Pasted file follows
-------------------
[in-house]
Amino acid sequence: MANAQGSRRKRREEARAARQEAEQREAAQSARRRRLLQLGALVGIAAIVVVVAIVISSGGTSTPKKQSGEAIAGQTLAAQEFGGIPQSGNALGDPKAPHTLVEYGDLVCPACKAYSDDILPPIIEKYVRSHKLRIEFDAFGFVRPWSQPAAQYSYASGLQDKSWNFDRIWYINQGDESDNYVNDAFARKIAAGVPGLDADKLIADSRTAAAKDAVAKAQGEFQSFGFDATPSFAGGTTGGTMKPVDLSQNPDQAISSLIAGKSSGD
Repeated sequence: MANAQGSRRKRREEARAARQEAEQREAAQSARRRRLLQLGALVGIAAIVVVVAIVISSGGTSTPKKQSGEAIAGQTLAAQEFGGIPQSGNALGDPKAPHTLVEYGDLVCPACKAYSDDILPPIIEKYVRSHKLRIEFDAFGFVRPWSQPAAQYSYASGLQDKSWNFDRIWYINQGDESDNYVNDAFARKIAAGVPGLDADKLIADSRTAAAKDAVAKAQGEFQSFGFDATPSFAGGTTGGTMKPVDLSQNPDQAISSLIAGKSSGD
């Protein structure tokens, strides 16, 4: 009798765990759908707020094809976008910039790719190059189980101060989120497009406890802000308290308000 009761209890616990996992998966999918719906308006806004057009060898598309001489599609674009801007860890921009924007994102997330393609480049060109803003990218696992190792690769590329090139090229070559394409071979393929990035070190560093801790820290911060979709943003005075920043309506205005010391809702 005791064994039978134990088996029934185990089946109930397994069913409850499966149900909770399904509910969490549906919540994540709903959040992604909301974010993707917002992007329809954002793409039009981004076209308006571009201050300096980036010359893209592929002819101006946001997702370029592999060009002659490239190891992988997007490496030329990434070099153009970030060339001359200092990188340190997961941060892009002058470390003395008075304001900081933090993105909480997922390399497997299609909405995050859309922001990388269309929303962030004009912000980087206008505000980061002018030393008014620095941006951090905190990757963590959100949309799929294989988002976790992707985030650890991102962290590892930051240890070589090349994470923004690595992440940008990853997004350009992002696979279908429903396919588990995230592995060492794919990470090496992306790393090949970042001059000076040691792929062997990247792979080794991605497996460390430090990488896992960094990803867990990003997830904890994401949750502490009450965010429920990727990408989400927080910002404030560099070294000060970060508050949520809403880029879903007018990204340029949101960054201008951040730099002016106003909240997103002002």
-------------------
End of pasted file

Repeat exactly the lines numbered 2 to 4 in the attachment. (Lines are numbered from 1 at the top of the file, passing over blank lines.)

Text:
Amino acid sequence: MANAQGSRRKRREEARAARQEAEQREAAQSARRRRLLQLGALVGIAAIVVVVAIVISSGGTSTPKKQSGEAIAGQTLAAQEFGGIPQSGNALGDPKAPHTLVEYGDLVCPACKAYSDDILPPIIEKYVRSHKLRIEFDAFGFVRPWSQPAAQYSYASGLQDKSWNFDRIWYINQGDESDNYVNDAFARKIAAGVPGLDADKLIADSRTAAAKDAVAKAQGEFQSFGFDATPSFAGGTTGGTMKPVDLSQNPDQAISSLIAGKSSGD
Repeated sequence: MANAQGSRRKRREEARAARQEAEQREAAQSARRRRLLQLGALVGIAAIVVVVAIVISSGGTSTPKKQSGEAIAGQTLAAQEFGGIPQSGNALGDPKAPHTLVEYGDLVCPACKAYSDDILPPIIEKYVRSHKLRIEFDAFGFVRPWSQPAAQYSYASGLQDKSWNFDRIWYINQGDESDNYVNDAFARKIAAGVPGLDADKLIADSRTAAAKDAVAKAQGEFQSFGFDATPSFAGGTTGGTMKPVDLSQNPDQAISSLIAGKSSGD
């Protein structure tokens, strides 16, 4: 009798765990759908707020094809976008910039790719190059189980101060989120497009406890802000308290308000 009761209890616990996992998966999918719906308006806004057009060898598309001489599609674009801007860890921009924007994102997330393609480049060109803003990218696992190792690769590329090139090229070559394409071979393929990035070190560093801790820290911060979709943003005075920043309506205005010391809702 005791064994039978134990088996029934185990089946109930397994069913409850499966149900909770399904509910969490549906919540994540709903959040992604909301974010993707917002992007329809954002793409039009981004076209308006571009201050300096980036010359893209592929002819101006946001997702370029592999060009002659490239190891992988997007490496030329990434070099153009970030060339001359200092990188340190997961941060892009002058470390003395008075304001900081933090993105909480997922390399497997299609909405995050859309922001990388269309929303962030004009912000980087206008505000980061002018030393008014620095941006951090905190990757963590959100949309799929294989988002976790992707985030650890991102962290590892930051240890070589090349994470923004690595992440940008990853997004350009992002696979279908429903396919588990995230592995060492794919990470090496992306790393090949970042001059000076040691792929062997990247792979080794991605497996460390430090990488896992960094990803867990990003997830904890994401949750502490009450965010429920990727990408989400927080910002404030560099070294000060970060508050949520809403880029879903007018990204340029949101960054201008951040730099002016106003909240997103002002």